Since assuming office in 2016, President Tsai Ing-wen (蔡英文) has on multiple occasions strongly advocated a data security and national security policy.
With all of the world’s major powers having adopted cyberwarfare strategies, there can be no question that data security and national security are inextricably linked.
Last year, several of Taiwan’s state-run companies and many mid-sized and large manufacturers fell victim to ransomware attacks of varying severity, which in some cases resulted in the temporary suspension of business operations or large ransom payouts, laying bare the intimate connection between data security and economic security.
A nation’s defensive capability against cyberattacks can be termed “national data security power.” The government’s data security and national security policies should focus primarily on upgrading that power.
A nation’s data security power is almost entirely determined by the quality and quantity of its data security specialists, and the latter is closely related to the extent to which it possesses a flourishing data security industry. If a nation wishes to elevate its data security power, it must first cultivate a pool of data security talent that can help develop the sector.
In the past few years, the government has been attempting to do just this. Taiwan now has a community of respected “white hat” hackers who regularly participate in the world-famous Capture the Flag competition, organized by DEF CON, an international convention for hackers and computer security professionals in Las Vegas, Nevada. Taiwanese teams frequently rank among the best in the annual competition.
Some of Taiwan’s white hat hackers have established their own data security companies and are doing good business. Meanwhile, white hat hacker social media groups are popping up all over the place, which means that the pool of data security talent in Taiwan is likely to grow.
Do these achievements mean that Taiwan has already built up formidable data security power and that it has enough data security experts to fulfill its needs? The answer is no.
White hat hackers primarily practice on established software tools, probing target organizations’ systems and networks for security vulnerabilities and conduct packet-based cyberattacks that exploit identified vulnerabilities.
They probe the systems’ vulnerabilities concerning malware, by installing it or activating already existing malware, such as ransomware or botnets, and initiate mock denial of service attacks.
The idea behind employing white hat hackers is that by allowing them to attack your systems, you can discover vulnerabilities and flaws, and hopefully learn how to patch them before you are targeted by a real-world attack by a malicious actor.
In the past few years, penetration testing by data security companies has gradually become more common in Taiwan, and most firms’ data security specialists sharpened their skills as white hat hackers.
However, white hat hackers only constitute a small link in the overall data security industry.
I previously worked as director of core technical development and research for the world’s largest data security company. Of the nearly 17,000 employees on the company’s payroll, white hat hackers numbered fewer than 50. The vast majority of employees were software engineers, who developed, integrated and tested a wide variety of data security products.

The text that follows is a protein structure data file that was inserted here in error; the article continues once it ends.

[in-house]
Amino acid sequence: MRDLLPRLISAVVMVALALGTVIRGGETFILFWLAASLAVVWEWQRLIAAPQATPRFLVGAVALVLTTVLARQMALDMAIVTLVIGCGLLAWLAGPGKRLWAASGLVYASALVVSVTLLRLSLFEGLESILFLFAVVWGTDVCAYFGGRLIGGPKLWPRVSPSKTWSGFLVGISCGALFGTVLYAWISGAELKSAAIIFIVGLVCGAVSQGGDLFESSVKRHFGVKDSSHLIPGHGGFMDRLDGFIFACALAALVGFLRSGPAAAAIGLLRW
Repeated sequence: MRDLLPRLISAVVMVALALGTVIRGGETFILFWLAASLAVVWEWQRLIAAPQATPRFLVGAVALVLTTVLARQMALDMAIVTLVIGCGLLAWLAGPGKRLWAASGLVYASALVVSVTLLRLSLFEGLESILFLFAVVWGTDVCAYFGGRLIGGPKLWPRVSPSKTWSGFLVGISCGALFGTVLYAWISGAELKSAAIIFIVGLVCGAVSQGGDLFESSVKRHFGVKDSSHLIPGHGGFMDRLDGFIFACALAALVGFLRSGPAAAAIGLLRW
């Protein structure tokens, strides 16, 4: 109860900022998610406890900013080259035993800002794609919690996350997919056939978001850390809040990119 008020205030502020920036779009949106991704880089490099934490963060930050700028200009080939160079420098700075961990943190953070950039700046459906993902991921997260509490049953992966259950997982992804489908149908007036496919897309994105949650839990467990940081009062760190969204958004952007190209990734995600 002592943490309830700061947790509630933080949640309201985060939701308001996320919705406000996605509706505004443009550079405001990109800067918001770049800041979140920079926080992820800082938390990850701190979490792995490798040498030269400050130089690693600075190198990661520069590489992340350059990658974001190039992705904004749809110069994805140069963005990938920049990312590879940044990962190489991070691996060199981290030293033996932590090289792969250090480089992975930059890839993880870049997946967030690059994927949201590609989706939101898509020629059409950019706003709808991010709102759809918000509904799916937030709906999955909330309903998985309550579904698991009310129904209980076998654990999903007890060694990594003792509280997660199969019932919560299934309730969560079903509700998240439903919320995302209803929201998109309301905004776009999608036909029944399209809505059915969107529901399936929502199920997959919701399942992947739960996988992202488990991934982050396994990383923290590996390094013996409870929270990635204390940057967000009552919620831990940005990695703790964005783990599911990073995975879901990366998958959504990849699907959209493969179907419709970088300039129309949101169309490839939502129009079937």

The human resource structure of other global data security firms is roughly equivalent to that company.
This is why Taiwan’s data security industry should focus on cultivating talent in the following areas of software development: specification setting for innovative data security products, design of streamlined and extensible software architecture, and use of advanced software engineering techniques to produce high-performance and reliable large-scale software products.
Also in high demand are people with an intimate understanding of the strengths, weaknesses and price ratios of commercial data security products, who are able to design a bespoke data security protection architecture and implementation plan tailored to the requirements and budget constraints of customers. They should also be able to deliver immediate and effective repairs and patches to clients’ systems if an attack to their systems occus.
If Taiwan wishes to improve data security protection across all of its industries, the nation needs to train these types of experts.
As with many other industries, the data security industry is gradually moving toward automation. Automated tools are increasingly used for password-strength checks, detection of phishing e-mails and social media attacks, detection and correction of software vulnerabilities, the establishment of system protection rules, the creation of penetration test scripts, and even the generation of network attacks that can intrude into a system’s weak spots.
The use of automated tools allows for the simplification of these processes and can vastly improve quality output. Individuals who are able to develop automated data security tools usually have many years of experience in the development of system software — such as operating systems, compilers and virtual machine monitors, as well as offensive and defensive data security techniques, and artificial intelligence technologies.
These are the key areas of research and development where Taiwan’s data security industry needs to make breakthroughs.
Chiueh Tzi-cker is general director of Information and Communication Labs at the Industrial Technology Research Institute.
Translated by Edward Jones
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